Children need places, playgrounds, in order to invent and develop play. The reason for a phenomenological approach to the concept of ‘place’ in this work is to resist the demystification which takes place when the world becomes an object for natural science (Lauvland, 2007; Norberg-Schultz, 1992). The phenomenological approach to the concept of place disallows a total acknowledgment of what a place is. Human beings live situated lives. Some areas qualify as places; they are places on the basis of specific qualities. Places are points of orientation for people going hither or thither, and every place, defined as such, is limited by its surroundings.

A limited area cannot, though, be described as something isolated, even a limited area must be described as part of a larger environment, for instance a landscape, where we find it. A place exists in interaction and exchange with its surroundings; it depends on its surroundings (Greve, 1998; Ringaard, 2010).

I wrote about memories like this, from my own adolescence, in the introduction to this text. When I come back to my areas of childhood, I still can feel my stomach tickle. The body is a live thing. Authors like Kari Anne Jørgensen (2017), Torbjørn Lundhaug (Lundhaug & Sadownik, 2015) and Karen Klepsvik (Klepsvik & Heggen, 2015), have done much exciting research work on children’s outdoor activities.

Many scholars and professionals are of the opinion that playgrounds and places that are important to children and youth are of great significance. The activities that take place in a specific area give this area a certain identity to those who are familiar with it.

Edward ‘Ted’ Relph (1976), Canadian geographer, best known for his book Place and Placelessness, says that places’ identities are determined by three components: 1 the physical quality of the place, 2 the activity or activities which take place there and 3 what does the place mean to you?

The significance of the place is determined by those components and the way they join forces. It is a huge difference between ‘just another place’ and a place you remember for a reason and where you feel inside you what this place meant to you, and perhaps still does (Relph, 1976). Your own physical experiences at this place will determine how you think about it, how you feel about it. If the place in question used to be the arena for specific activities, you will always remember particular details that were especially important for these activities. Still you may see the place, the playground, in a new light. What you think of a place depends on how you remember it and how important it was to you. The quality of your experiences with the place, and how often you spent time there, may mean a lot for your affection for it.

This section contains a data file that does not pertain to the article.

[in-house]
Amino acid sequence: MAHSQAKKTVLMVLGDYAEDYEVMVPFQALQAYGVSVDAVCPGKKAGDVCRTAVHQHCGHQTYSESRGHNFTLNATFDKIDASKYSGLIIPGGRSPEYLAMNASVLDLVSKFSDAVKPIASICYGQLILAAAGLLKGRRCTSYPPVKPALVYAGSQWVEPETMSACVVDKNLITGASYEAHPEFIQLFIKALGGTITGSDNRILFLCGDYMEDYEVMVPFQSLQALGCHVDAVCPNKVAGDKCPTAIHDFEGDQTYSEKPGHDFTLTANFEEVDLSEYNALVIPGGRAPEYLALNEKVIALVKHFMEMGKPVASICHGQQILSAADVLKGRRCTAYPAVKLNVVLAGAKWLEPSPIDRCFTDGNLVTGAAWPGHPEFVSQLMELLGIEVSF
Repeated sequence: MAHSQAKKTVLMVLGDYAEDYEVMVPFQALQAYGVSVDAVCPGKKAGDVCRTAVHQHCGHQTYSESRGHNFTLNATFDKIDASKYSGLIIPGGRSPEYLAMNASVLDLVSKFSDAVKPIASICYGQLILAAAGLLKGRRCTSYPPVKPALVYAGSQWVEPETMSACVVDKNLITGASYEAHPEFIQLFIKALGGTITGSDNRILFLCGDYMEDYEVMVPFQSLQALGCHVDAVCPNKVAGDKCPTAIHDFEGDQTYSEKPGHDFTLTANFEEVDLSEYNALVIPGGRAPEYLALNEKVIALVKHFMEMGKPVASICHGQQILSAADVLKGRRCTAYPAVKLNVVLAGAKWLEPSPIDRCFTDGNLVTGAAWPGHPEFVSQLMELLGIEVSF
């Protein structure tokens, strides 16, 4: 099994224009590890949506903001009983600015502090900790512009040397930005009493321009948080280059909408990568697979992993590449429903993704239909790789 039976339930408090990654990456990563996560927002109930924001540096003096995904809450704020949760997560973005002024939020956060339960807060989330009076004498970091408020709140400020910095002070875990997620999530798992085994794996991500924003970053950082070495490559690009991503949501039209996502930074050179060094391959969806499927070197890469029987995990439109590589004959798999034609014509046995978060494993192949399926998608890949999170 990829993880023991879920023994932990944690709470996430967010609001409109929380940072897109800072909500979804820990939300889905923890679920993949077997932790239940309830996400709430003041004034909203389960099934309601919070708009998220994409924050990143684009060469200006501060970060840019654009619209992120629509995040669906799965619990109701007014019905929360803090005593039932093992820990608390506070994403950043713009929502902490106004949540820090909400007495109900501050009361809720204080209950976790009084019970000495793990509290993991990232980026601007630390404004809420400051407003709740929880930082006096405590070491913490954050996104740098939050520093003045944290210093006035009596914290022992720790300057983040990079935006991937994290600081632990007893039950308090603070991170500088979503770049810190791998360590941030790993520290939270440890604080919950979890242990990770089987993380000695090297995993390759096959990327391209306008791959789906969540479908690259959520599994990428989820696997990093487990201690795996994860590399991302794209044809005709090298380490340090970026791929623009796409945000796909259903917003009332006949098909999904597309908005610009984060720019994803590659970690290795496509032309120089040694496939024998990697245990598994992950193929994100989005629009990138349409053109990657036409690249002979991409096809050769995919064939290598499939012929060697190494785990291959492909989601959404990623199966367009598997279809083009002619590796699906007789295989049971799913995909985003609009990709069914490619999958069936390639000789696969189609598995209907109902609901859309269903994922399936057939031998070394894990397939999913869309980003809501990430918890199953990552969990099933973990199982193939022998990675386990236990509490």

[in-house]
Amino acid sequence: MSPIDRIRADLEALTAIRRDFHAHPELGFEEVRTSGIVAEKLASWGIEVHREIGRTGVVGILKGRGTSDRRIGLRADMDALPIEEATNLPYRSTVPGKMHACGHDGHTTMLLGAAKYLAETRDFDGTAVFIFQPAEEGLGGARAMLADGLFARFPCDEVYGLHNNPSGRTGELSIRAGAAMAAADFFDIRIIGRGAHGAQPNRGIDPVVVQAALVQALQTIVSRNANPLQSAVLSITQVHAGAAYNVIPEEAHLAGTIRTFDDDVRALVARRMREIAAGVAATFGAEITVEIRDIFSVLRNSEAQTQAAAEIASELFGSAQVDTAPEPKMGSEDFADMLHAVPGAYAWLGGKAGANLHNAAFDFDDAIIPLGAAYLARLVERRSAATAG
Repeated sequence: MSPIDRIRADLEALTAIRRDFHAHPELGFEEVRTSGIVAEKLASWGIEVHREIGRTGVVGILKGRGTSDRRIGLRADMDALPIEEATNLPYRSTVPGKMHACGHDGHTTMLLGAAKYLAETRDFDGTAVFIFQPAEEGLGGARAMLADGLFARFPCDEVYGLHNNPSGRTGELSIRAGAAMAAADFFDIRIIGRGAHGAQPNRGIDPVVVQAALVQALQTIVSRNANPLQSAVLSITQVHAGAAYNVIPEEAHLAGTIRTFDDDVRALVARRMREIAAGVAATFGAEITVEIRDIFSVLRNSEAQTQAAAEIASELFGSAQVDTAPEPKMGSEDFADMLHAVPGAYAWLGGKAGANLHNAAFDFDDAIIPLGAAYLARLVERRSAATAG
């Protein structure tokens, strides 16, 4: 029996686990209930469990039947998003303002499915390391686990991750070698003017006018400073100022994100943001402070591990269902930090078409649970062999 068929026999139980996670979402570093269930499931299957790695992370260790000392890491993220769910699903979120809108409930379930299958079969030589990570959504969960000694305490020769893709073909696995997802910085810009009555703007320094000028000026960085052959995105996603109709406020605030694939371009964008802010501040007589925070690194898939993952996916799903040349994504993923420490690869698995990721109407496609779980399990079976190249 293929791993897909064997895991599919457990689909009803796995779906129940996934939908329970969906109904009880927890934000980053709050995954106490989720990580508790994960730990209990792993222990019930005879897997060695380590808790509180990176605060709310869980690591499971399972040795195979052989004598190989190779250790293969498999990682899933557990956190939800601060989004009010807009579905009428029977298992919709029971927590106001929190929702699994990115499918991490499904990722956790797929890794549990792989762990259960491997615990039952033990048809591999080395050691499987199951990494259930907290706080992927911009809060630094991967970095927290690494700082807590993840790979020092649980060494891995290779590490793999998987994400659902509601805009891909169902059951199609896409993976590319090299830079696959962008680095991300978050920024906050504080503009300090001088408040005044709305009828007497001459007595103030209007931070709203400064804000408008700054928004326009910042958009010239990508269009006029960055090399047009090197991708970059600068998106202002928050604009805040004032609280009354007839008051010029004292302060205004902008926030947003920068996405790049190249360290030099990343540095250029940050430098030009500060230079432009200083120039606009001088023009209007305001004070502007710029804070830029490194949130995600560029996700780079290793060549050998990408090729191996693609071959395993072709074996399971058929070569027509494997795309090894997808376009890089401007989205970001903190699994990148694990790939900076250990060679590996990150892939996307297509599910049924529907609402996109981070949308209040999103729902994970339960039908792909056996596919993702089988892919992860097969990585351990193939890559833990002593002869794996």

A pioneer research worker on children’s places is American professor and psychologist Roger Hart (1979). In his work Children’s Experience of Place, he wrote about children’s experiences and understanding of outdoor places. He contacted the children directly and visited their playgrounds. He discovered that children have a strong urge to investigate their surroundings, and they often see ‘phenomenological landscapes’. This may mean that they are able to see totalities and profundities, and, as mentioned before, they can see different things thanks to their keen eyes capable of seeing with creativity and imagination. A landscape may be more than just a landscape. Hart was among the first to study children in this way.

In my own studies of play and places I experienced that children may have a creative and poetic approach to reality. The games in the playroom (Gadamer, 2004) and the relation between body and playroom (Merleau-Ponty, 1962, 1994) may express themselves in various ways. Children see what grown-ups do not. They see that a certain tree looks like an animal, or they see climbing possibilities. Some see flowers right away, wanting to pick them; others see materials useful for building purposes.

Having spent time with children of various ages during woodland excursions, I have observed that many are eager to crawl under, creep into, jump into whatever they find. Children think of holes, caves and narrow spaces as very exciting, and there they may create their imaginary worlds. It is important to understand that some places stimulate children’s creativity and worlds of imagination, others do not. The stimulating places often have special qualities; perhaps they allow the children a little privacy, perhaps the children can hide there for a while, perhaps they can move things and reshape them.